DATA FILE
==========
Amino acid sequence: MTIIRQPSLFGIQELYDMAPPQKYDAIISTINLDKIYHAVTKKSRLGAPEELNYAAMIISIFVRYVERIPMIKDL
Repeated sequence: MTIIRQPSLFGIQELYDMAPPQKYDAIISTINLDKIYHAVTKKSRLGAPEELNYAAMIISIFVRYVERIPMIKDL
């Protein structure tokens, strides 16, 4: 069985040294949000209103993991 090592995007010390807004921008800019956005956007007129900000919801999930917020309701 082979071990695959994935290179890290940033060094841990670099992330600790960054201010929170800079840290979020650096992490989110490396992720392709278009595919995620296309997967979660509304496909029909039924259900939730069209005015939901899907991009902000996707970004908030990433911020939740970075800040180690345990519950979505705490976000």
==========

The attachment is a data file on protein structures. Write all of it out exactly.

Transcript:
Amino acid sequence: MTIIRQPSLFGIQELYDMAPPQKYDAIISTINLDKIYHAVTKKSRLGAPEELNYAAMIISIFVRYVERIPMIKDL
Repeated sequence: MTIIRQPSLFGIQELYDMAPPQKYDAIISTINLDKIYHAVTKKSRLGAPEELNYAAMIISIFVRYVERIPMIKDL
């Protein structure tokens, strides 16, 4: 069985040294949000209103993991 090592995007010390807004921008800019956005956007007129900000919801999930917020309701 082979071990695959994935290179890290940033060094841990670099992330600790960054201010929170800079840290979020650096992490989110490396992720392709278009595919995620296309997967979660509304496909029909039924259900939730069209005015939901899907991009902000996707970004908030990433911020939740970075800040180690345990519950979505705490976000």